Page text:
20/11/2013 08:31 GMT | Updated 25/01/2014 16:01 GMT

German Moves to Force Women on Company Boards Shames UK

Three cheers for Germany, where politicians have thrashed out a deal that will see companies forced to have at least 30 per cent of their boardrooms made up of women.

The two parties expected to form the next government have not only agreed the quota, but also put a timeline on it arrival: Two years. Good. We should be embarrassed.

It makes the UK seem dithering, reactionary and a backwater for business commonsense by comparison. Our voluntary approach set two years ago is for the FTSE 100 to achieve 25 per cent female non-executive directors by 2015. So far we have crawled along to 19 per cent.

The resistance to even temporary quotas for roles that are not even executive ones with real decision making authority, a battle for another day, is quite baffling and may become indefensible once the German laws are changed. A wealth of data shows that balanced boards produce better companies, both as places to work and places in which to invest.

It will be interesting to see how the newly-diversified German companies treat British counterparts. Some may well only do business with firms that meet similar gender mixes at senior levels. Inconceivable? So was a ban on smoking in buildings.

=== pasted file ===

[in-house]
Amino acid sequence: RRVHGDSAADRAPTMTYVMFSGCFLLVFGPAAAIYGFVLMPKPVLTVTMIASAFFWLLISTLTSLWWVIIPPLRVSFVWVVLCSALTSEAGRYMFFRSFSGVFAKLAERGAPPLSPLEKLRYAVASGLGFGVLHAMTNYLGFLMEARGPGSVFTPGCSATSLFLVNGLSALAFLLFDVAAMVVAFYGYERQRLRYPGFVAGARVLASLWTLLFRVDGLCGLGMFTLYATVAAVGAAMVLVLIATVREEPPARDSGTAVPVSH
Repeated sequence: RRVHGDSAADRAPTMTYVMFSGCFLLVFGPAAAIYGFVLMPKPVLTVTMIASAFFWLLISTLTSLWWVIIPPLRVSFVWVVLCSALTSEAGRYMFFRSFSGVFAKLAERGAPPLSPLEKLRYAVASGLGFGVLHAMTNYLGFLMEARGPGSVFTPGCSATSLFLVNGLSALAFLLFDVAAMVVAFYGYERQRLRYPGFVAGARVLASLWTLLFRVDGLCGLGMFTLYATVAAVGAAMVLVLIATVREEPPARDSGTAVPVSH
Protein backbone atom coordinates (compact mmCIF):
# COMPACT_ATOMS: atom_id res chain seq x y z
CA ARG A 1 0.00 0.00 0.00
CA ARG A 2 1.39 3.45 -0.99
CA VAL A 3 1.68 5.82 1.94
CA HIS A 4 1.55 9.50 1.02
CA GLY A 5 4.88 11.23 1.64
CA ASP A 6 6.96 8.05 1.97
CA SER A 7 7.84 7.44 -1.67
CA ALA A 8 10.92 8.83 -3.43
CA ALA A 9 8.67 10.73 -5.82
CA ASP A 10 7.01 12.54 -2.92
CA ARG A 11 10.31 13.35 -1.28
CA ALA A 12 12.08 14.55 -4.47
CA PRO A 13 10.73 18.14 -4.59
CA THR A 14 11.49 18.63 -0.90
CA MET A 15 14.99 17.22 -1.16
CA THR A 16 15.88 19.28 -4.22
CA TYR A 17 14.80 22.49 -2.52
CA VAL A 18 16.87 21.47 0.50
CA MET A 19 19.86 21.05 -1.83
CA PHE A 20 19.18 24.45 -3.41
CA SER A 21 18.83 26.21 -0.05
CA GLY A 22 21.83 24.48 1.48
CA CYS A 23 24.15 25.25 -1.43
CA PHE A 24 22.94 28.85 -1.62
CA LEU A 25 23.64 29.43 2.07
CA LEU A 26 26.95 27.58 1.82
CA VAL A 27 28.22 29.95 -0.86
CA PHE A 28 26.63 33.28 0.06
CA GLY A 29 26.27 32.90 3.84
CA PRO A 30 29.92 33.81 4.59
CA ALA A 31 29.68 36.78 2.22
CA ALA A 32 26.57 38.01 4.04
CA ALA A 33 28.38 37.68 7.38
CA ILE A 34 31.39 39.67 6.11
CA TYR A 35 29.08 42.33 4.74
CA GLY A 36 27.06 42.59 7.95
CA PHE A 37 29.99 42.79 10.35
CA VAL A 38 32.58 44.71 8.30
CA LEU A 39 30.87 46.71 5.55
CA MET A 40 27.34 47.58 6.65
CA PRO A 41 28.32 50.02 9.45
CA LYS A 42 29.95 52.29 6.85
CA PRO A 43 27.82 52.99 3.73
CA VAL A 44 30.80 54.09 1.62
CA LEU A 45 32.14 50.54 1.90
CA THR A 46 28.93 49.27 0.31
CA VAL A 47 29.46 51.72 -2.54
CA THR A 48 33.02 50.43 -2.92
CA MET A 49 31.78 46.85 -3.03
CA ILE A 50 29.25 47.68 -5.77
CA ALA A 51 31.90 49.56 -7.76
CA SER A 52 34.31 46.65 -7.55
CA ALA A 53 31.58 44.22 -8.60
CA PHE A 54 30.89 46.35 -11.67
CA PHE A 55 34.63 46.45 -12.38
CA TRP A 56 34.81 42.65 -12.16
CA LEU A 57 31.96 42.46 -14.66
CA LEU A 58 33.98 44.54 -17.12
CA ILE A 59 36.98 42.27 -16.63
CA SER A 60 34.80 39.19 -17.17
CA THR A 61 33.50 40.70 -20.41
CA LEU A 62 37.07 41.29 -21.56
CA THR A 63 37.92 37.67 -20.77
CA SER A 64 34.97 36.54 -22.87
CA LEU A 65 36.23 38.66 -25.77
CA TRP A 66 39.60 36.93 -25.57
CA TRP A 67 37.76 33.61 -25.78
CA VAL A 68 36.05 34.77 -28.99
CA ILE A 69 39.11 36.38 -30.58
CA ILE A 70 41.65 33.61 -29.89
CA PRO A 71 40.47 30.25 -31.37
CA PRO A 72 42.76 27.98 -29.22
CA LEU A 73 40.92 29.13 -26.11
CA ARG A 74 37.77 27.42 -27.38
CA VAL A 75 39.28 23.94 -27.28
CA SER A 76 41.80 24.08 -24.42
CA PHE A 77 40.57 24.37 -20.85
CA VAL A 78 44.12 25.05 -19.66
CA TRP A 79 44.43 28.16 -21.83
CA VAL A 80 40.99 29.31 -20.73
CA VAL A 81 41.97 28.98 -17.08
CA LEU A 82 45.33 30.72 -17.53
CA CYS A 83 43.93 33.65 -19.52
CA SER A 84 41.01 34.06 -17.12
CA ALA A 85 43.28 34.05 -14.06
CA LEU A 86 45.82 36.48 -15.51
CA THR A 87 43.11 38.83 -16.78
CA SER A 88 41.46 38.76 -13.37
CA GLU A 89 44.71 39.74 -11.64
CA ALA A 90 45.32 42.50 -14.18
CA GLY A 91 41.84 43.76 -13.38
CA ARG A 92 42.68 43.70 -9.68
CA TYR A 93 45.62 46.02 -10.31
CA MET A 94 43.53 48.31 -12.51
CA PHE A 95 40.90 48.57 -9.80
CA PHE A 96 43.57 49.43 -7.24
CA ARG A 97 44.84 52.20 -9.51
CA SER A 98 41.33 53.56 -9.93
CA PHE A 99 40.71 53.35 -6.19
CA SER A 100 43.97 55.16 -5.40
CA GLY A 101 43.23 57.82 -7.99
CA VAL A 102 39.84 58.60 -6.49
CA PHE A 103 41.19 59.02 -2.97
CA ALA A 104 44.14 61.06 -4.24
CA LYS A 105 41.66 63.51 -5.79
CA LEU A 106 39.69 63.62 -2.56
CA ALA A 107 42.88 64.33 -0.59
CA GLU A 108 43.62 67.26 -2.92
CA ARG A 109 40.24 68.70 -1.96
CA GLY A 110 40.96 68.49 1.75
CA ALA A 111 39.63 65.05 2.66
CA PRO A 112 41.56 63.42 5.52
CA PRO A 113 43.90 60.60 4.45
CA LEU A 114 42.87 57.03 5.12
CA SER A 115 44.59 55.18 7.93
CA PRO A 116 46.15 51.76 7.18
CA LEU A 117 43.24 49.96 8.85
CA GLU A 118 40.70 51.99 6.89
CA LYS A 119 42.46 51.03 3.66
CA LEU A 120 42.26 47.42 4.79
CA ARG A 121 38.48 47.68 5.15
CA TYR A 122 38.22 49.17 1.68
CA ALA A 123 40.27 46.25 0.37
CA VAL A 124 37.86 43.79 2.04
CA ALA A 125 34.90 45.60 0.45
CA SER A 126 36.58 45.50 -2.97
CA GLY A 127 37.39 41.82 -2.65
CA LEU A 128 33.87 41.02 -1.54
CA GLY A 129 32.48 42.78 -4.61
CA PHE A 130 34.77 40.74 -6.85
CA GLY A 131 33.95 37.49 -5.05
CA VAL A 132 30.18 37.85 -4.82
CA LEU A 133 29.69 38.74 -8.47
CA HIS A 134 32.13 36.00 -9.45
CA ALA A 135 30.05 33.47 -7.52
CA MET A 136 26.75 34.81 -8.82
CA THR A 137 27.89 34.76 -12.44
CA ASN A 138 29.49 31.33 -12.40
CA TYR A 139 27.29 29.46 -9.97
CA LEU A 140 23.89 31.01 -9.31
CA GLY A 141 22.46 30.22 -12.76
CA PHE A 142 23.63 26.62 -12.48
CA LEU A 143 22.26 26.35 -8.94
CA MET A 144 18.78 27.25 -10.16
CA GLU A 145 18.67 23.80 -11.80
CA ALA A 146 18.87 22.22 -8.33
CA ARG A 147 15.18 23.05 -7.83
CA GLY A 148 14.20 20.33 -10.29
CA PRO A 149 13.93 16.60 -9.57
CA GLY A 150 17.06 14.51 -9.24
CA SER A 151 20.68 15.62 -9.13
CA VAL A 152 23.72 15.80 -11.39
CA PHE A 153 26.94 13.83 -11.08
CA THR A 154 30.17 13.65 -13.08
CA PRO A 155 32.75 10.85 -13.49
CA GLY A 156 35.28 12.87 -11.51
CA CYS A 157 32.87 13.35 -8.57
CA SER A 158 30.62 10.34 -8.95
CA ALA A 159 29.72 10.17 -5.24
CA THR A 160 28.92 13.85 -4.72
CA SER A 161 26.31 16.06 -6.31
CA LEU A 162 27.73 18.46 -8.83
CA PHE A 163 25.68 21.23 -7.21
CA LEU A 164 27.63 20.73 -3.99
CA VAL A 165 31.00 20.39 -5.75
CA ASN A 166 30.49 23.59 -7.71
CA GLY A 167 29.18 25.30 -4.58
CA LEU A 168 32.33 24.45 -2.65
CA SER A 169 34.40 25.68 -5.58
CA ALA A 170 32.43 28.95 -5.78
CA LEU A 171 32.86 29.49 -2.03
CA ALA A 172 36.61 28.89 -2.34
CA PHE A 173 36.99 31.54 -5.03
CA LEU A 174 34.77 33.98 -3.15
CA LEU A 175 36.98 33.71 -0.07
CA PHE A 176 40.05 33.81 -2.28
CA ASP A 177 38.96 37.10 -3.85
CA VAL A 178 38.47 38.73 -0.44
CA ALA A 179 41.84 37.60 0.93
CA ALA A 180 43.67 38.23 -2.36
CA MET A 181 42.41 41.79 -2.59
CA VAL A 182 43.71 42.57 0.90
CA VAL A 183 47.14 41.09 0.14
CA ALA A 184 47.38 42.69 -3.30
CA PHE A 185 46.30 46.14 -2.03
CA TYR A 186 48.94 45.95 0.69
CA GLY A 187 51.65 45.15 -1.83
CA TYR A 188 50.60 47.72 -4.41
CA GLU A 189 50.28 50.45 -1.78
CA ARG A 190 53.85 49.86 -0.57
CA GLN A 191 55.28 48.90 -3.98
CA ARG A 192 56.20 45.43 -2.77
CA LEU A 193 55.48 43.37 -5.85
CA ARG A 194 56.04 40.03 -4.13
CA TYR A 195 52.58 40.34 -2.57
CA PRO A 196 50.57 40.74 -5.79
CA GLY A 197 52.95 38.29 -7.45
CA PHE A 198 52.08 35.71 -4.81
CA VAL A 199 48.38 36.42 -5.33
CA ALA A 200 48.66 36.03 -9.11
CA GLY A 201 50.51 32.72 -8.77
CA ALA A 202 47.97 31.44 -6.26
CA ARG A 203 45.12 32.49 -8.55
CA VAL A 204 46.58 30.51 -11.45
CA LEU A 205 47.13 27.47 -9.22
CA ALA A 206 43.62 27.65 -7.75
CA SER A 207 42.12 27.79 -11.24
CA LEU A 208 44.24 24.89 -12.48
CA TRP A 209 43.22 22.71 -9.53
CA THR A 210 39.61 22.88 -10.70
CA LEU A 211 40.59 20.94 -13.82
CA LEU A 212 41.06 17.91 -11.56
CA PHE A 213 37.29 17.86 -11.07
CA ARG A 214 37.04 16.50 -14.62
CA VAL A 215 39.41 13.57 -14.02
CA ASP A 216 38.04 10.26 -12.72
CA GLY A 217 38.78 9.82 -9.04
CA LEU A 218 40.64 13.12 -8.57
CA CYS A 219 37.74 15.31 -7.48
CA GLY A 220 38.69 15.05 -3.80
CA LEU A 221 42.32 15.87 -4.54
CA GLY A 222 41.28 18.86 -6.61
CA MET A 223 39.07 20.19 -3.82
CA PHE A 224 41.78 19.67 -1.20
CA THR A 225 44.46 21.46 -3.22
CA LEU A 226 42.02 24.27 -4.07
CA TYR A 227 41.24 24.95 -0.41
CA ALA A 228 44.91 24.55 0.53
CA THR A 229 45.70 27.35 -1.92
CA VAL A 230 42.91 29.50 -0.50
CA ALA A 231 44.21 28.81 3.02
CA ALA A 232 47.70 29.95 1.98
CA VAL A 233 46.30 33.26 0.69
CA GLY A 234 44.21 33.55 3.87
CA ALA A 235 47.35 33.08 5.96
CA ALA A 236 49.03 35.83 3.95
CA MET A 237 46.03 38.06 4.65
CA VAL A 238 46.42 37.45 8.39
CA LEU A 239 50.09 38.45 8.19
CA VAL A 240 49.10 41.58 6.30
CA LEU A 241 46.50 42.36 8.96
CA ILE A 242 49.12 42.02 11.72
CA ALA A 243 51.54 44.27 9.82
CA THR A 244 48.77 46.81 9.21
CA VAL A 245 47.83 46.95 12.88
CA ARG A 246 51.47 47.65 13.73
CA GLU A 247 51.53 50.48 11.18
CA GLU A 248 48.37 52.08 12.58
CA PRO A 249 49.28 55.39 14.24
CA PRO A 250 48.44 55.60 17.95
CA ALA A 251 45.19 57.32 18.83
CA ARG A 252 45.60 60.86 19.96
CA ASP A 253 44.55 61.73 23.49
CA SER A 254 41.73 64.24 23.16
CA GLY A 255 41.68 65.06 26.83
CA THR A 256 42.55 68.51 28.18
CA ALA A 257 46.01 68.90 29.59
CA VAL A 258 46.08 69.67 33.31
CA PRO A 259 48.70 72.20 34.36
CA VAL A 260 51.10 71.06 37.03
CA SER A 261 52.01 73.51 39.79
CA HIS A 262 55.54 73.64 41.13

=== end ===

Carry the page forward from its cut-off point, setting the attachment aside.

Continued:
The puzzle is why we should be so behind the trend towards equal treatment. I know from my own networks of successful women in business that there is plenty of talent out there ready to take on complex business roles.

But the German frauenquote is a significant step towards getting women taken more seriously as corporate decision makers, not least because it will apply to all firms listed on the German stock exchange. In addition, larger firms will not be able to use the non-executive appointments as a figleaf to disguise not giving any genuine authority to women. They will be expected to make public how they plan to put women into senior executive roles.

There are those who argue against a quota, implying that it is both demeaning and creates hostility, presumably amongst men. Lawyers warn darkly of discrimination cases if a man, heaven forbid, found an expected promotion taken instead by a woman. The implicit insult being, of course, that the woman could not possibly be as skilled.

History tells us that all established prejudices build a mountain of arguments, advanced by brains both clever and ludicrous, to stop their partiality from collapsing under the weight of its own stupidity. The simple truth is this: It is neither humanly reasonable nor economically sensible to deny half the workforce their full potential.

Fortunately, the move towards forcing all companies in the EU to have women in at least 40 per cent of non-executive boardroom roles by 2020 has a following breeze. Two key committees of the European Parliament have voted overwhelmingly to support the plan, first proposed by the Justice Commissioner Viviane Reding. It will go to a full vote in the Parliament sometime next year before then passing to the 28-strong Council of Ministers.

It seems extraordinary in the 21st Century having to make the case for boardroom roles based on gender; and for the British businesses that make it necessary to do so it should be a source of considerable shame.